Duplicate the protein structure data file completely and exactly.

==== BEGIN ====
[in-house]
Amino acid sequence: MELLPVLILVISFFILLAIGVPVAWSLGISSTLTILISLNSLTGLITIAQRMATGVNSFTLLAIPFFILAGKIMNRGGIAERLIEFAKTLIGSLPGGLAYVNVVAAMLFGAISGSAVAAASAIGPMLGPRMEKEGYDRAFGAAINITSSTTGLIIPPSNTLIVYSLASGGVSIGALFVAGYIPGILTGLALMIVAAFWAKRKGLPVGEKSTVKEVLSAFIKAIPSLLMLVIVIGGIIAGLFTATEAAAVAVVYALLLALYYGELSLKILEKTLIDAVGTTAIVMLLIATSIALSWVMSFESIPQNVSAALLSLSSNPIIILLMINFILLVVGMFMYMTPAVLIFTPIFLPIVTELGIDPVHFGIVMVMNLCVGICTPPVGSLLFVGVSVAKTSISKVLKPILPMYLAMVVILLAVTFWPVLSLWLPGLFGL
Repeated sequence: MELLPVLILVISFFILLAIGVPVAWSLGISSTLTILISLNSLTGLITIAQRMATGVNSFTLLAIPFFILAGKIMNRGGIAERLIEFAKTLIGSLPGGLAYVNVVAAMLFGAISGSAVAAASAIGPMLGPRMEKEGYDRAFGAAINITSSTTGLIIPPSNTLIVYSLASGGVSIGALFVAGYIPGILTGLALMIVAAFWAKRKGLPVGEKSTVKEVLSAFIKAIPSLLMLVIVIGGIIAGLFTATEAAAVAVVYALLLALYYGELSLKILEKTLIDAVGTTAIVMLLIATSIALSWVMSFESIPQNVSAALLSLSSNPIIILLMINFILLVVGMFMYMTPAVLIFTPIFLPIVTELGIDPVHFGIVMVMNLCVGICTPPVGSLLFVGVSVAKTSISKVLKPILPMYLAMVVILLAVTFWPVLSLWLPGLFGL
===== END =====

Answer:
[in-house]
Amino acid sequence: MELLPVLILVISFFILLAIGVPVAWSLGISSTLTILISLNSLTGLITIAQRMATGVNSFTLLAIPFFILAGKIMNRGGIAERLIEFAKTLIGSLPGGLAYVNVVAAMLFGAISGSAVAAASAIGPMLGPRMEKEGYDRAFGAAINITSSTTGLIIPPSNTLIVYSLASGGVSIGALFVAGYIPGILTGLALMIVAAFWAKRKGLPVGEKSTVKEVLSAFIKAIPSLLMLVIVIGGIIAGLFTATEAAAVAVVYALLLALYYGELSLKILEKTLIDAVGTTAIVMLLIATSIALSWVMSFESIPQNVSAALLSLSSNPIIILLMINFILLVVGMFMYMTPAVLIFTPIFLPIVTELGIDPVHFGIVMVMNLCVGICTPPVGSLLFVGVSVAKTSISKVLKPILPMYLAMVVILLAVTFWPVLSLWLPGLFGL
Repeated sequence: MELLPVLILVISFFILLAIGVPVAWSLGISSTLTILISLNSLTGLITIAQRMATGVNSFTLLAIPFFILAGKIMNRGGIAERLIEFAKTLIGSLPGGLAYVNVVAAMLFGAISGSAVAAASAIGPMLGPRMEKEGYDRAFGAAINITSSTTGLIIPPSNTLIVYSLASGGVSIGALFVAGYIPGILTGLALMIVAAFWAKRKGLPVGEKSTVKEVLSAFIKAIPSLLMLVIVIGGIIAGLFTATEAAAVAVVYALLLALYYGELSLKILEKTLIDAVGTTAIVMLLIATSIALSWVMSFESIPQNVSAALLSLSSNPIIILLMINFILLVVGMFMYMTPAVLIFTPIFLPIVTELGIDPVHFGIVMVMNLCVGICTPPVGSLLFVGVSVAKTSISKVLKPILPMYLAMVVILLAVTFWPVLSLWLPGLFGL